Film Fest: Jalgashar (The Music Room, 1958)

I have seen all the works which have been done under the sun, and behold, all is vanity and striving after wind.” Ecclesiastes 1:14

Three thousand years ago, at the height of his power, King Solomon of Israel uttered these poignant words as he reflected on the futility of chasing earthly achievements. This theme has been a grist for philosophers and theologians ever since. It comes as no surprise that hedonism is also a recurring theme in films.  Jalgashar (The Music Room), a film written and directed by the acclaimed film-maker, Satyajit Ray is one such example.

Ray is best known for his “Apu” trilogy which chronicles the life of a poor Bengali villager from childhood to adulthood. These films introduced Indian art cinema to a world that previously was familiar only with the fantasy and spectacle of Bollywood musicals. Through his trilogy, Ray revealed a different India, the life in the village, ravaged by famine, drought and poverty. “Apu” was a tour de force, establishing Ray’s reputation as a film maker of the highest artistic calibre.

The Music Room tells the story of a fading lord, Huzur Roy in the 1920s. Roy is played with sad-eye gravity by one of Ray’s favourite actor, Chhabi Biswas. Roy’s power and fortune have slowly faded away to nothing. His palace is crumbling, and one by one, his servants have left. He spends his days sitting on the roof in silent reveries of his past glory, looking out on a barren landscape that is symbolic of his decline. Adding salt to injury is Mahim Ganguly (Gangapada Basu), a money lender, one whose crass manners do not betray his rising power and status. Ganguly represents all that Roy has lost. When Ganguly announces that he is going to hold a concert, Roy wants to hold one too on the same night, pitting old money against new. Roy reminisces about his beloved music room in better times, and is determined to relive those days even though this will wipe out his treasury completely. It is his last chance to live as he was accustomed to doing, and to keep his inevitable end at bay for one last night of music and pleasure.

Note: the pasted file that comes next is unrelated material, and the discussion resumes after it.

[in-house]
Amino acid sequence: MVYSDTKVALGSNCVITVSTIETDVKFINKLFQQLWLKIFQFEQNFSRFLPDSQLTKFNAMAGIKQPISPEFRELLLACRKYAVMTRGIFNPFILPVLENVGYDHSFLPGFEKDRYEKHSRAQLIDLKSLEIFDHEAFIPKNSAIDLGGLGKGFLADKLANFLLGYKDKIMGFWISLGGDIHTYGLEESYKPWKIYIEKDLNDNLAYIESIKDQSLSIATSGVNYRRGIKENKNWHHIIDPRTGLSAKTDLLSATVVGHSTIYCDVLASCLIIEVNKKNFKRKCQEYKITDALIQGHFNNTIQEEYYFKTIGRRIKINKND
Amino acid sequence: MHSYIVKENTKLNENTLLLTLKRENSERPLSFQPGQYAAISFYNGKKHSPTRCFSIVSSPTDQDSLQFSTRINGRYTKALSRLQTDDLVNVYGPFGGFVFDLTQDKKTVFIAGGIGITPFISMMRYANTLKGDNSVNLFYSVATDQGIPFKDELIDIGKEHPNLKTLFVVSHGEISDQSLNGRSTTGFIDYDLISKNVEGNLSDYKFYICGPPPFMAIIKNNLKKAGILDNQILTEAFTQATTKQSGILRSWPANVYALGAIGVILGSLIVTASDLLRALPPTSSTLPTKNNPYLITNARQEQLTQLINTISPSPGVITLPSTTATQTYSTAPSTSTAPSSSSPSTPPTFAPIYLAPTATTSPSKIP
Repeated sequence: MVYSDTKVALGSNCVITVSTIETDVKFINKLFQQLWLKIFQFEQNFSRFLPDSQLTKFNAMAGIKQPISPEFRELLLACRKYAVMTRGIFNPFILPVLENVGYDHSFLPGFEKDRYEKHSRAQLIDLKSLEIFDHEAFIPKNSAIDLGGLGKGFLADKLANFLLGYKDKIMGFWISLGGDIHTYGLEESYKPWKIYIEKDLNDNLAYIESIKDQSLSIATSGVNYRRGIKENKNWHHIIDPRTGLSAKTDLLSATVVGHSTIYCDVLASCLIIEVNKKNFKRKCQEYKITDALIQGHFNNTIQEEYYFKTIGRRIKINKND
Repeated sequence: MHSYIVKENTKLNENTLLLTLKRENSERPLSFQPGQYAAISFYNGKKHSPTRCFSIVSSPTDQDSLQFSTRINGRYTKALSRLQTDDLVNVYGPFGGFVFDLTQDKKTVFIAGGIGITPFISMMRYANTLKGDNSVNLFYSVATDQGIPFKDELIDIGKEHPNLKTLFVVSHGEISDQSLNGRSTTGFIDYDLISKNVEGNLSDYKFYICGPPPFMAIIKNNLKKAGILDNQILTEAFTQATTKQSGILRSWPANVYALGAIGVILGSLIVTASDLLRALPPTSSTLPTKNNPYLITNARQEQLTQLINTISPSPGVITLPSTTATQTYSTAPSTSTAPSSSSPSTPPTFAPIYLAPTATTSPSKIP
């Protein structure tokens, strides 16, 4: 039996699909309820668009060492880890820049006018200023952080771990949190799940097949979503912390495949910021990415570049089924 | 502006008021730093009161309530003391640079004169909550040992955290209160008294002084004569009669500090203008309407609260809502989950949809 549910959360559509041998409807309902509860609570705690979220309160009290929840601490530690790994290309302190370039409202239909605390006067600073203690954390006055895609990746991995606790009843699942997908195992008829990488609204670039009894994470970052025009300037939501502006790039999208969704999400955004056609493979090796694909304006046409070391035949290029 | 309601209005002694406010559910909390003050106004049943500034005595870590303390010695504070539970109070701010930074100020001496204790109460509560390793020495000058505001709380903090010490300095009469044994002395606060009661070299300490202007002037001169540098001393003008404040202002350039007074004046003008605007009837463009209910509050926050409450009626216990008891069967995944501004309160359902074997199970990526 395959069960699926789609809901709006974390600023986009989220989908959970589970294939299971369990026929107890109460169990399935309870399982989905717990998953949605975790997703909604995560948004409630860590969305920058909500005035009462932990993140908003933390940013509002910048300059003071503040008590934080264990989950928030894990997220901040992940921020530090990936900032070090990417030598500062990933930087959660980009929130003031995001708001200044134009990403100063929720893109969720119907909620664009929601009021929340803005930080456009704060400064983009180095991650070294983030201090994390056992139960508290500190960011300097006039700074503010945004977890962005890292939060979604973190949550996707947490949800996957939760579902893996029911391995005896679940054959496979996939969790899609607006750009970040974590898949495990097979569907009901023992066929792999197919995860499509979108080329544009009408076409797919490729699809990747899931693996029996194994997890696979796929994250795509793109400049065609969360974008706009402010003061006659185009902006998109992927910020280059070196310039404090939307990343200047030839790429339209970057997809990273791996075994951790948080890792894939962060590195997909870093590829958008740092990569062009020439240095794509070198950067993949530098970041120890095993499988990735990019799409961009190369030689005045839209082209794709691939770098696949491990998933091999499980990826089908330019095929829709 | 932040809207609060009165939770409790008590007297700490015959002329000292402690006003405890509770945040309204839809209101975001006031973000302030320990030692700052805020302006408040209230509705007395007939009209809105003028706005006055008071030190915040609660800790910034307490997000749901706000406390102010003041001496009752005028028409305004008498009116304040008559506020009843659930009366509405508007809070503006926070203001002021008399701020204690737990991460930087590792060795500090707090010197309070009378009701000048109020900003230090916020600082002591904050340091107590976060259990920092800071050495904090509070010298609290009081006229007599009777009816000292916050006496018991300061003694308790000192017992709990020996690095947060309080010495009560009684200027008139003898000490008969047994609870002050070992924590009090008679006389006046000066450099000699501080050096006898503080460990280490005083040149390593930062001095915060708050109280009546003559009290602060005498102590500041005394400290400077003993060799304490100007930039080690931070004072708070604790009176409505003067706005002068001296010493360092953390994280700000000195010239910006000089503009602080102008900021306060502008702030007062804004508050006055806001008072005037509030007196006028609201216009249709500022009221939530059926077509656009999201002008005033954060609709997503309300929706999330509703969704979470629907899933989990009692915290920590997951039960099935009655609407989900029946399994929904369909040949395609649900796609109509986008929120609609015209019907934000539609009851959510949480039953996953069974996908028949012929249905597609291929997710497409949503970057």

The film’s atmosphere of hedonism and decay is intoxicating. We feel the end of Roy’s world viscerally and yet, like him, we wish impossibly that it will not end. The close observation and careful evocation of time and place that is characteristic of Satyajit Ray’s neo-realist films is on full display here. The Music Room is a sensual delight and a melancholic statement rolled into one essential masterpiece of Indian cinema.

Follow the main story of Jalgashar with this five-part extract (32 mins)

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